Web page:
Hepatobiliary Thyroid Hormone Deficiency Impacts Bile Acid Hydrophilicity and Aquaporins in Cholestatic C57BL/6J Mice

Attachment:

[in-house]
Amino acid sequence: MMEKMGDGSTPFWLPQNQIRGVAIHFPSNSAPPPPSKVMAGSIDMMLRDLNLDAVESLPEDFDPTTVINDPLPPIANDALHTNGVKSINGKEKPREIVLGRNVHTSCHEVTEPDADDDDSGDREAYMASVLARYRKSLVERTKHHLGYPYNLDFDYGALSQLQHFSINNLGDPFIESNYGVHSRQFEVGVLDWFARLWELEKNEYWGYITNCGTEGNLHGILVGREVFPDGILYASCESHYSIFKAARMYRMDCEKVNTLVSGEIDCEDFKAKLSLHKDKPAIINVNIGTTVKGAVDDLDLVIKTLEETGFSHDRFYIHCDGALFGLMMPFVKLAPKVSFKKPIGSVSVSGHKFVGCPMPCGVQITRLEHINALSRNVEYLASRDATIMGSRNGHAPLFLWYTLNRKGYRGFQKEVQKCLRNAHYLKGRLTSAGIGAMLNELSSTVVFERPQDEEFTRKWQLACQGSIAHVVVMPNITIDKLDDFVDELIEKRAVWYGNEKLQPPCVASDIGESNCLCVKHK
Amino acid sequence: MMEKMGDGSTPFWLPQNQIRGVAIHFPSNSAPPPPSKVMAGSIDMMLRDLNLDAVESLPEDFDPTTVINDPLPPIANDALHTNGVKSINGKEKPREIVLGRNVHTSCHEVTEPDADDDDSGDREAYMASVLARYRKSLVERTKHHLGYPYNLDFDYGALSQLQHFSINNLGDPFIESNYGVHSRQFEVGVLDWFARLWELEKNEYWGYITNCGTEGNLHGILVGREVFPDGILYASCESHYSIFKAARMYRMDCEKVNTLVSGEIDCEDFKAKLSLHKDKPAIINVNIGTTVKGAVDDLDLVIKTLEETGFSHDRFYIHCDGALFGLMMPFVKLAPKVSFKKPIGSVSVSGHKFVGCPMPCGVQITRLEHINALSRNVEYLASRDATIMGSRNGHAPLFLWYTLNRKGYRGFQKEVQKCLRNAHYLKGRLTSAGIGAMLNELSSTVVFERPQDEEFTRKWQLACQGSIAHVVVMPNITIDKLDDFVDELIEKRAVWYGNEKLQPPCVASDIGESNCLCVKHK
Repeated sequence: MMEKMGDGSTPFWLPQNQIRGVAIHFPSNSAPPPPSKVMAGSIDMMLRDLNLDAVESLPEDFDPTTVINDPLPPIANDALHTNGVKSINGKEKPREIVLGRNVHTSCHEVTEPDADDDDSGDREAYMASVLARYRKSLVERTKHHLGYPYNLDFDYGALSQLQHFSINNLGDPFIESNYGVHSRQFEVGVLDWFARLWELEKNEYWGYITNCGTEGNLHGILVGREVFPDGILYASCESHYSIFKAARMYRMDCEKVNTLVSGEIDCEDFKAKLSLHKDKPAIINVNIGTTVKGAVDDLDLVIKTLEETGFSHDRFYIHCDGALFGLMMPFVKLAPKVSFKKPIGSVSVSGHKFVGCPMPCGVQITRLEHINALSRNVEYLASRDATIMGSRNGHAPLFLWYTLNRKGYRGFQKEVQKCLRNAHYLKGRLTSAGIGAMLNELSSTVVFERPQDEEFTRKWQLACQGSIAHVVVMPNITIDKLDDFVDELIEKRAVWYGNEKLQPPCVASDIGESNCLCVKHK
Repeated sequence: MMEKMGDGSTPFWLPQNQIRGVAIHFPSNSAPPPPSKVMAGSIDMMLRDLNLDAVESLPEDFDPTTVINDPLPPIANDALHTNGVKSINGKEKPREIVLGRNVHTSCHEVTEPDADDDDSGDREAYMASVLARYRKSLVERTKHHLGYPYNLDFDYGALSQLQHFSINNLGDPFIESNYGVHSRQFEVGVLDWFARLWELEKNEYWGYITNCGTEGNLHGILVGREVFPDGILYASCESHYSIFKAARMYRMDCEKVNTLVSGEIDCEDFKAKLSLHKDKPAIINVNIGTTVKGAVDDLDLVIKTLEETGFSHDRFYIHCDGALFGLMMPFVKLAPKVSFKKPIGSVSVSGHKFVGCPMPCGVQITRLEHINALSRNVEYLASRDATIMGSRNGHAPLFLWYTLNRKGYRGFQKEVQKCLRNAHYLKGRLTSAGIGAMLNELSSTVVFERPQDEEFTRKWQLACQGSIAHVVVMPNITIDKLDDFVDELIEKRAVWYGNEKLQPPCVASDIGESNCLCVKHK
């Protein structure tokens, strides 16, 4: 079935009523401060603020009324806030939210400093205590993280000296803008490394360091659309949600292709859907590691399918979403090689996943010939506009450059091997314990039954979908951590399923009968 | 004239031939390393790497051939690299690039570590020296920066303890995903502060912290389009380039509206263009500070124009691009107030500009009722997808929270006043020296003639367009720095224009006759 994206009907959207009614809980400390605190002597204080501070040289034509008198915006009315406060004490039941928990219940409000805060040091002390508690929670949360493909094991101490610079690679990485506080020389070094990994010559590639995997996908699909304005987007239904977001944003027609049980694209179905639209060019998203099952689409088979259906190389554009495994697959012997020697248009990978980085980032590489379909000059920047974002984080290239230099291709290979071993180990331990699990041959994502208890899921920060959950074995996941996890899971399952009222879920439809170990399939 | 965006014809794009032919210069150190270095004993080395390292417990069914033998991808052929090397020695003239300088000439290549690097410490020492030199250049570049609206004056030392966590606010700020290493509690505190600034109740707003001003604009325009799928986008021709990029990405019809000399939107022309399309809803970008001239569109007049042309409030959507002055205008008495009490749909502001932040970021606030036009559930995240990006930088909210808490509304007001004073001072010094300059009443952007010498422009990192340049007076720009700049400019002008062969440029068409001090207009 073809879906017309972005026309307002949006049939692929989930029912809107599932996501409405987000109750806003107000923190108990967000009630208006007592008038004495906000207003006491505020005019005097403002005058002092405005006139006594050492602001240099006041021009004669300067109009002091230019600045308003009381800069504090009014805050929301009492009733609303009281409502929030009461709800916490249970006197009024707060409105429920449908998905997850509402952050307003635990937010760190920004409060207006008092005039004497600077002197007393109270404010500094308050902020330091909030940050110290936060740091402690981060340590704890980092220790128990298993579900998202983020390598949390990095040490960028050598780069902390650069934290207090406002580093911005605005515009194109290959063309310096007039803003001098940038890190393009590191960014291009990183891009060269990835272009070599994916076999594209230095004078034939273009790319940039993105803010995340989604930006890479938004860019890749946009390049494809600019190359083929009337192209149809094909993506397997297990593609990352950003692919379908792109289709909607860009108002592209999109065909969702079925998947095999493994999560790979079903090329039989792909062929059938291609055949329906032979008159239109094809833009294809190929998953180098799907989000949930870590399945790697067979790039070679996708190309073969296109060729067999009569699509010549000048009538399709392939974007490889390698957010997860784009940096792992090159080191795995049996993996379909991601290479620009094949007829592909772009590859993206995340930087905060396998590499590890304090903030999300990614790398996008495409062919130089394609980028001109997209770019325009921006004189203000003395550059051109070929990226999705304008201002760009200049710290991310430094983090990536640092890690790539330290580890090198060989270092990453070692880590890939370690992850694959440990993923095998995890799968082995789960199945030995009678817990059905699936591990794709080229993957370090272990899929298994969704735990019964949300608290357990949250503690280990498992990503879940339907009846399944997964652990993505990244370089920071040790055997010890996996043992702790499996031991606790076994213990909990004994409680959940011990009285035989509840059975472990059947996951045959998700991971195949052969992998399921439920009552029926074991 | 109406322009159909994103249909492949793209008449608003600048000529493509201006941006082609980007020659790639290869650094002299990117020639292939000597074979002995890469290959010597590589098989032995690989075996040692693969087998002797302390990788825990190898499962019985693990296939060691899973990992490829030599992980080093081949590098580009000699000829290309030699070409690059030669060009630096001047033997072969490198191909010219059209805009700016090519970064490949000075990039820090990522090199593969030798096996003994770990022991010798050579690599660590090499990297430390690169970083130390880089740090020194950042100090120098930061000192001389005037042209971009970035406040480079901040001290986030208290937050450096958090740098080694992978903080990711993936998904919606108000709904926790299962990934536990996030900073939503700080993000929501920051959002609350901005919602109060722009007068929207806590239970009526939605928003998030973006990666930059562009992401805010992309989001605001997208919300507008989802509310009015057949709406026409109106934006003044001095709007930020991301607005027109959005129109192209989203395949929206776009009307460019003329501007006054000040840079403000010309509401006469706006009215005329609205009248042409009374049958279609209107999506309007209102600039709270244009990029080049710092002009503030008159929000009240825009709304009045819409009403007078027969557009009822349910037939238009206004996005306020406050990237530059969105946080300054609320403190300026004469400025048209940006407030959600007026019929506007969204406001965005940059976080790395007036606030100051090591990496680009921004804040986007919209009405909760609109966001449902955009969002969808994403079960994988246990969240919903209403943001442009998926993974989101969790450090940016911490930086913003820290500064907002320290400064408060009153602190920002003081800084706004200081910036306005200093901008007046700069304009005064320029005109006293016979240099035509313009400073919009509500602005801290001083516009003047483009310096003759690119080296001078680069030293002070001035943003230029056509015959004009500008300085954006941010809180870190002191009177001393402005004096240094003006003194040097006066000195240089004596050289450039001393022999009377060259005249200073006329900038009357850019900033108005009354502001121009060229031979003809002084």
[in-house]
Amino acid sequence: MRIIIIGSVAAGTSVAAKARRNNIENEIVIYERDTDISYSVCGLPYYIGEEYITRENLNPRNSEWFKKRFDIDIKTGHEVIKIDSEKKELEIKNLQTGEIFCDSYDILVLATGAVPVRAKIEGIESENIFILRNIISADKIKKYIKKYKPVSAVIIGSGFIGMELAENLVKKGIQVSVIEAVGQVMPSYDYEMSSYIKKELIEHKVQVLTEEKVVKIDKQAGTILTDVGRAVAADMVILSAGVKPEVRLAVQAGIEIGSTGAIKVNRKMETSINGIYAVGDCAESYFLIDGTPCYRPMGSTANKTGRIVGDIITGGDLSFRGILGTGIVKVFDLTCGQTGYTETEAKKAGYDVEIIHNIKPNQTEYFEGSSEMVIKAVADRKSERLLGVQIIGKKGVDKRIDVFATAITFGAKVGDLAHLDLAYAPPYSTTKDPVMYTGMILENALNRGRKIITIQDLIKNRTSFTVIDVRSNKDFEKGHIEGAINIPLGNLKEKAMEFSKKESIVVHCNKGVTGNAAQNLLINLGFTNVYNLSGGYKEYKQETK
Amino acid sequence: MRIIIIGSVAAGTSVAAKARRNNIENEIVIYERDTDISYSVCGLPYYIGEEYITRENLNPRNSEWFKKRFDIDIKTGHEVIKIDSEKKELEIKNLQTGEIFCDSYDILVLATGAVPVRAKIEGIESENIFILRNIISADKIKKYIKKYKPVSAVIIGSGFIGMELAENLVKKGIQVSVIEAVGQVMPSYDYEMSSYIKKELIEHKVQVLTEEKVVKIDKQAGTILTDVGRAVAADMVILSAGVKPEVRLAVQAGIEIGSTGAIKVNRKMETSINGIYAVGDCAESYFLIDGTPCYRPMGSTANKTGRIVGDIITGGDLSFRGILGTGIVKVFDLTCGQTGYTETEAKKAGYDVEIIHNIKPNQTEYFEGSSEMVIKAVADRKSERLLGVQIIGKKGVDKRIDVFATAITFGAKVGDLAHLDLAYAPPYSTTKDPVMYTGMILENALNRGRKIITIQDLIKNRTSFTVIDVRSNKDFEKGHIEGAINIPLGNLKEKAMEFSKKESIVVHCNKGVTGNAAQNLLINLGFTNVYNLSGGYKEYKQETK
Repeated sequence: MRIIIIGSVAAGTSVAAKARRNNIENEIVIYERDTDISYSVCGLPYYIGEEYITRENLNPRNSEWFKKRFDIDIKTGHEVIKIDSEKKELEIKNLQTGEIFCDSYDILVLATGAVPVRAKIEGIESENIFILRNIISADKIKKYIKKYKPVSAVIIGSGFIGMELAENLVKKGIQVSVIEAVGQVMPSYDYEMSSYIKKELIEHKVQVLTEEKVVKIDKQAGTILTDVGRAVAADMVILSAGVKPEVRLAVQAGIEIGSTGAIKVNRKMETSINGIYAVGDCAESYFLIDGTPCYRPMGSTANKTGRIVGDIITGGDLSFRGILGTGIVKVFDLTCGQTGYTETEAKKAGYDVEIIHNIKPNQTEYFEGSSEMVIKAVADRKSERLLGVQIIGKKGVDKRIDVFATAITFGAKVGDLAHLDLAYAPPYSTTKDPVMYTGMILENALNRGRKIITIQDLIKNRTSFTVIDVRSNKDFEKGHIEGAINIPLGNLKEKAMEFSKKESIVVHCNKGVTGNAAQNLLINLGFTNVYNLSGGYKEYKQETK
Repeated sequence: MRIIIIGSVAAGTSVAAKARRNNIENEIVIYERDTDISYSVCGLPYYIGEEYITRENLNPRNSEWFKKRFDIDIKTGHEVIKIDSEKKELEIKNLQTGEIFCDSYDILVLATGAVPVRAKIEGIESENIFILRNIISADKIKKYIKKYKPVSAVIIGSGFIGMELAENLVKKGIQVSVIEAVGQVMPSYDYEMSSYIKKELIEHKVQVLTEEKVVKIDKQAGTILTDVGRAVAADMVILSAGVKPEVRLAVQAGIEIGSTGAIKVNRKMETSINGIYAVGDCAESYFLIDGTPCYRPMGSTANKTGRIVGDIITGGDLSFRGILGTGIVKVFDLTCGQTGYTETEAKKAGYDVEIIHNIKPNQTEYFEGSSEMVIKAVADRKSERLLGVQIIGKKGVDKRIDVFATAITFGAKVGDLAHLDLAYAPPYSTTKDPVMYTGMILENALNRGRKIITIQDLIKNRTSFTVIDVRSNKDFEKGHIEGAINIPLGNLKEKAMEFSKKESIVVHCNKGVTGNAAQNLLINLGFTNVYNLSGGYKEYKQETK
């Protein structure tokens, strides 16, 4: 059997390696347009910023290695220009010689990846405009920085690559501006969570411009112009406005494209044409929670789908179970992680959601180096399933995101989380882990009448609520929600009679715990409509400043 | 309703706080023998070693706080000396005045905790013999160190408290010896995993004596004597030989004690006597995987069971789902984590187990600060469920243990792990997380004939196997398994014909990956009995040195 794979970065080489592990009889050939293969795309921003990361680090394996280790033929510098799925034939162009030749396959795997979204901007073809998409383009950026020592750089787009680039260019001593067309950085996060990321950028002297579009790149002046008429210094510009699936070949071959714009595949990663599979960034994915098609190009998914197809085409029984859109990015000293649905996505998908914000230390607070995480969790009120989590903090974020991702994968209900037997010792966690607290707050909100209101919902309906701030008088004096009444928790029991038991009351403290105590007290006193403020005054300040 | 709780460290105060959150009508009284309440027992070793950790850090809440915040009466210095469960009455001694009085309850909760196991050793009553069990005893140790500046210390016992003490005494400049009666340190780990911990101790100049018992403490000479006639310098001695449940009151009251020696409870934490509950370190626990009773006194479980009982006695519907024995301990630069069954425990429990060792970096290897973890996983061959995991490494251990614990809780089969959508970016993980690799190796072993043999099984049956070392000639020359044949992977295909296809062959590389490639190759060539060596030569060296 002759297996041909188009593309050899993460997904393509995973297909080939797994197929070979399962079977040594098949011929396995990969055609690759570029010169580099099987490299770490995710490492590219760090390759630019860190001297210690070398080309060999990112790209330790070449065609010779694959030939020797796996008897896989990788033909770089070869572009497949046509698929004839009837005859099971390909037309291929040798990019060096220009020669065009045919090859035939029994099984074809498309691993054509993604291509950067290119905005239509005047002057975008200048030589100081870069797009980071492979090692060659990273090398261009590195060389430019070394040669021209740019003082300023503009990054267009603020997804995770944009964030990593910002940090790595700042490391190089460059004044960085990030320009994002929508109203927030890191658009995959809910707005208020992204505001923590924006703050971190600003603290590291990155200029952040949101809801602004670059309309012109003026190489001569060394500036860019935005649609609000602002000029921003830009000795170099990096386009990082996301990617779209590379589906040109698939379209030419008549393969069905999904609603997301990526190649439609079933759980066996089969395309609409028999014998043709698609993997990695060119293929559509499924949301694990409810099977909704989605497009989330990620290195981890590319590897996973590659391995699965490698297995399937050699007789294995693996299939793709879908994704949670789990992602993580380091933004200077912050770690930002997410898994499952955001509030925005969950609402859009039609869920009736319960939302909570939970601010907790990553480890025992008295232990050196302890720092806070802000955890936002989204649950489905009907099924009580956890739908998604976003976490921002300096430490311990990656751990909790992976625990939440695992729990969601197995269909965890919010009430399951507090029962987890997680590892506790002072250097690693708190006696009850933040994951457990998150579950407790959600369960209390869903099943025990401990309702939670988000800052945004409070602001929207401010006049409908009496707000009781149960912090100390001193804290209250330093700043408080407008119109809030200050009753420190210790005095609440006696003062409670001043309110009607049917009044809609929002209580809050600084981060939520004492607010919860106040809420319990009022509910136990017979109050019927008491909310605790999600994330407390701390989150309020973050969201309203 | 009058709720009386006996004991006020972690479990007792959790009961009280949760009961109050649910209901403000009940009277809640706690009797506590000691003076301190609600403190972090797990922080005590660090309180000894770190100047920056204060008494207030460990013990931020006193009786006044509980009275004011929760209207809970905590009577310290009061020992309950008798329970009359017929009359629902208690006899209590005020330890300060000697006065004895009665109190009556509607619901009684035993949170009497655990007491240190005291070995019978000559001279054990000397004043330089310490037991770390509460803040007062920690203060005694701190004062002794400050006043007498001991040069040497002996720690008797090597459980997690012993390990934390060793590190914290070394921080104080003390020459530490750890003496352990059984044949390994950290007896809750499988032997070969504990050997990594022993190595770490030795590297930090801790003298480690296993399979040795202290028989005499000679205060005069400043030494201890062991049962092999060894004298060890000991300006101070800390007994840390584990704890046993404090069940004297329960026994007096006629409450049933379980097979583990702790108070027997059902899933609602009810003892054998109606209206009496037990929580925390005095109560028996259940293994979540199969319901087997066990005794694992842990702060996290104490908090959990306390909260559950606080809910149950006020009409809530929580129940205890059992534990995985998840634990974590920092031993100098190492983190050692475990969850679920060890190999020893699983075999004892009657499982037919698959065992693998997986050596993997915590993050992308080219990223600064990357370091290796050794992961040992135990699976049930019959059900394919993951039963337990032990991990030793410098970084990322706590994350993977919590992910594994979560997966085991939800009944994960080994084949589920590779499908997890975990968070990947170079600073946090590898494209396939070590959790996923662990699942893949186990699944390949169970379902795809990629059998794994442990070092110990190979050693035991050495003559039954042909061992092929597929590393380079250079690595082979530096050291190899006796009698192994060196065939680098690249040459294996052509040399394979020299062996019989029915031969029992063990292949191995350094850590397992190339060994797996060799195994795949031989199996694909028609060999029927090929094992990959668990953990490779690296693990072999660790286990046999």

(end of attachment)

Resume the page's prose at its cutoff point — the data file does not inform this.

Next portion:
Women are more prone to develop either hypothyroidism or cholesterol gallstones than men. However, a male predominance in cholesterol gallstones under hypothyroidism was reported. Recently, a novel pathogenic link between thyroid hormone (TH) deficiency and cholesterol gallstones has been described in male mice. Here, we investigate if TH deficiency impacts cholesterol gallstone formation in females by the same mechanism. Three-month-old C57BL/6J mice were randomly divided into a control, a TH deficient, a lithogenic, and a lithogenic + TH deficient group and diet-treated for two, four, and six weeks. Gallstone prevalence, liver function tests, bile composition, hepatic gene expression, and gallbladder aquaporin expression and localization were investigated. Cholesterol gallstones were observed in lithogenic + TH deficient but not lithogenic only female mice. Diminished hydrophilicity of primary bile acids due to decreased gene expression of hepatic detoxification phase II enzymes was observed. A sex-specific expression and localization of hepatobiliary aquaporins involved in transcellular water and glycerol permeability was observed under TH deficient and lithogenic conditions. TH deficiency promotes cholesterol gallstone formation in female C57BL/6J mice by the same mechanism as observed in males. However, cholesterol gallstone prevalence was lower in female than male C57BL/6J mice. Interestingly, the sex-specific expression and localization of hepatobiliary aquaporins could protect female C57BL/6J mice to cholestasis and could reduce biliary water transport in male C57BL/6J mice possibly contributing to the sex-dependent cholesterol gallstone prevalence under TH deficiency.